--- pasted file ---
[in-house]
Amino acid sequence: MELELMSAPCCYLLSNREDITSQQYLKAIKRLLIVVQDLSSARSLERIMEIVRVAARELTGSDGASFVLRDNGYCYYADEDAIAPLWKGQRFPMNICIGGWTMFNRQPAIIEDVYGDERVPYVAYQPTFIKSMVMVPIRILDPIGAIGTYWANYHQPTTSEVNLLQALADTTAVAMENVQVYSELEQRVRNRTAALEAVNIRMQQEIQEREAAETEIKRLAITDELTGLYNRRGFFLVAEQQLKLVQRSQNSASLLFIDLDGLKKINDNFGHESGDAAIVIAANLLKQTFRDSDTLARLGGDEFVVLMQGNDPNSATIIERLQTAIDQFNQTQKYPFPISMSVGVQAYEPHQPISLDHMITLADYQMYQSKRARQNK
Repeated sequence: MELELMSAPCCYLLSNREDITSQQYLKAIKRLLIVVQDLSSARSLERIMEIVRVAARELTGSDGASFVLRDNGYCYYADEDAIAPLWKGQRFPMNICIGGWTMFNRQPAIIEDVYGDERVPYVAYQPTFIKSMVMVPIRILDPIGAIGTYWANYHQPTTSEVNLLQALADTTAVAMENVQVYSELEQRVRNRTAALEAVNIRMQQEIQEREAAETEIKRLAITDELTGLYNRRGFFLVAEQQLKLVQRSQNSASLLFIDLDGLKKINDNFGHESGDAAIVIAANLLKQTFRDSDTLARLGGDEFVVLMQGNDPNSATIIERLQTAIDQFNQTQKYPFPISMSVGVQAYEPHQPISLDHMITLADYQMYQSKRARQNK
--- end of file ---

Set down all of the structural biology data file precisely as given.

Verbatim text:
[in-house]
Amino acid sequence: MELELMSAPCCYLLSNREDITSQQYLKAIKRLLIVVQDLSSARSLERIMEIVRVAARELTGSDGASFVLRDNGYCYYADEDAIAPLWKGQRFPMNICIGGWTMFNRQPAIIEDVYGDERVPYVAYQPTFIKSMVMVPIRILDPIGAIGTYWANYHQPTTSEVNLLQALADTTAVAMENVQVYSELEQRVRNRTAALEAVNIRMQQEIQEREAAETEIKRLAITDELTGLYNRRGFFLVAEQQLKLVQRSQNSASLLFIDLDGLKKINDNFGHESGDAAIVIAANLLKQTFRDSDTLARLGGDEFVVLMQGNDPNSATIIERLQTAIDQFNQTQKYPFPISMSVGVQAYEPHQPISLDHMITLADYQMYQSKRARQNK
Repeated sequence: MELELMSAPCCYLLSNREDITSQQYLKAIKRLLIVVQDLSSARSLERIMEIVRVAARELTGSDGASFVLRDNGYCYYADEDAIAPLWKGQRFPMNICIGGWTMFNRQPAIIEDVYGDERVPYVAYQPTFIKSMVMVPIRILDPIGAIGTYWANYHQPTTSEVNLLQALADTTAVAMENVQVYSELEQRVRNRTAALEAVNIRMQQEIQEREAAETEIKRLAITDELTGLYNRRGFFLVAEQQLKLVQRSQNSASLLFIDLDGLKKINDNFGHESGDAAIVIAANLLKQTFRDSDTLARLGGDEFVVLMQGNDPNSATIIERLQTAIDQFNQTQKYPFPISMSVGVQAYEPHQPISLDHMITLADYQMYQSKRARQNK